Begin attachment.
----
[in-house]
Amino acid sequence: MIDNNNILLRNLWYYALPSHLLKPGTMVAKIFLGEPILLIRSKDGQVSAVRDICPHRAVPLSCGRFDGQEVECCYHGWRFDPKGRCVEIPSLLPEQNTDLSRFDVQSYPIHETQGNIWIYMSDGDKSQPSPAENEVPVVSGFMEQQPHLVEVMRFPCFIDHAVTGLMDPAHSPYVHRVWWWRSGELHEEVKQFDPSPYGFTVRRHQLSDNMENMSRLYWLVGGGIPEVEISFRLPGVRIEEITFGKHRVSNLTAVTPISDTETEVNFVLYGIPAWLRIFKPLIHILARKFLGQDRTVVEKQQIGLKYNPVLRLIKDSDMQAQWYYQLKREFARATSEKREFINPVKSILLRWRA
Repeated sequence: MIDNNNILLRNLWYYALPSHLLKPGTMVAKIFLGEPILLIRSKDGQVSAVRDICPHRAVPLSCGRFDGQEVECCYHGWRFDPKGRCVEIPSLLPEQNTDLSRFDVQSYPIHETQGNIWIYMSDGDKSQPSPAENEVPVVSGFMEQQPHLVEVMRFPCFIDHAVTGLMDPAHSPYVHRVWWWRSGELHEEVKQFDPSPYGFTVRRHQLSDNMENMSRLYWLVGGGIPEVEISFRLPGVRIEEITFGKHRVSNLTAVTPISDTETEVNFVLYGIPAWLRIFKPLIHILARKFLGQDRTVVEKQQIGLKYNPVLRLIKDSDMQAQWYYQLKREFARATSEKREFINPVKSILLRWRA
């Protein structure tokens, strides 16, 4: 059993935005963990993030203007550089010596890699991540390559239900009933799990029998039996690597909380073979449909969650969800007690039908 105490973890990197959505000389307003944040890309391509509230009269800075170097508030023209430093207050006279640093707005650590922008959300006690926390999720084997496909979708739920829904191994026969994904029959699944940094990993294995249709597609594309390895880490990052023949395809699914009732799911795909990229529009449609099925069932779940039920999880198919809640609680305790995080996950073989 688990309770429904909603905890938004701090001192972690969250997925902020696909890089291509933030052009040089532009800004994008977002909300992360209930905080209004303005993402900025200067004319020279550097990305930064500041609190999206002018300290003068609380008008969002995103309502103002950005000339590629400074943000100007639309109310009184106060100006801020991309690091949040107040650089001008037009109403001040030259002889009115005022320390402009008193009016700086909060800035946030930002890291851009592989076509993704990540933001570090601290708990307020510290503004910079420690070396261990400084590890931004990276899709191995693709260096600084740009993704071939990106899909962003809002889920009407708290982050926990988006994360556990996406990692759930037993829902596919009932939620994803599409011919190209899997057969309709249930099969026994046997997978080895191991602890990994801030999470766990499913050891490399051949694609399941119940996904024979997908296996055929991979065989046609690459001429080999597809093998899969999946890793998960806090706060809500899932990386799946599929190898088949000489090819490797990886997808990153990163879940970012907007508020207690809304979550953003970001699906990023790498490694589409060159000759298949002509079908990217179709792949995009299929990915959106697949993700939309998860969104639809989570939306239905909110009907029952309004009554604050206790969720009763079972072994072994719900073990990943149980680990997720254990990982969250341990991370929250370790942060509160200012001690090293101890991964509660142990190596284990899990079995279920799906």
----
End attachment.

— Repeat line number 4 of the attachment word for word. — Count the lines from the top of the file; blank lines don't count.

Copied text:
């Protein structure tokens, strides 16, 4: 059993935005963990993030203007550089010596890699991540390559239900009933799990029998039996690597909380073979449909969650969800007690039908 105490973890990197959505000389307003944040890309391509509230009269800075170097508030023209430093207050006279640093707005650590922008959300006690926390999720084997496909979708739920829904191994026969994904029959699944940094990993294995249709597609594309390895880490990052023949395809699914009732799911795909990229529009449609099925069932779940039920999880198919809640609680305790995080996950073989 688990309770429904909603905890938004701090001192972690969250997925902020696909890089291509933030052009040089532009800004994008977002909300992360209930905080209004303005993402900025200067004319020279550097990305930064500041609190999206002018300290003068609380008008969002995103309502103002950005000339590629400074943000100007639309109310009184106060100006801020991309690091949040107040650089001008037009109403001040030259002889009115005022320390402009008193009016700086909060800035946030930002890291851009592989076509993704990540933001570090601290708990307020510290503004910079420690070396261990400084590890931004990276899709191995693709260096600084740009993704071939990106899909962003809002889920009407708290982050926990988006994360556990996406990692759930037993829902596919009932939620994803599409011919190209899997057969309709249930099969026994046997997978080895191991602890990994801030999470766990499913050891490399051949694609399941119940996904024979997908296996055929991979065989046609690459001429080999597809093998899969999946890793998960806090706060809500899932990386799946599929190898088949000489090819490797990886997808990153990163879940970012907007508020207690809304979550953003970001699906990023790498490694589409060159000759298949002509079908990217179709792949995009299929990915959106697949993700939309998860969104639809989570939306239905909110009907029952309004009554604050206790969720009763079972072994072994719900073990990943149980680990997720254990990982969250341990991370929250370790942060509160200012001690090293101890991964509660142990190596284990899990079995279920799906």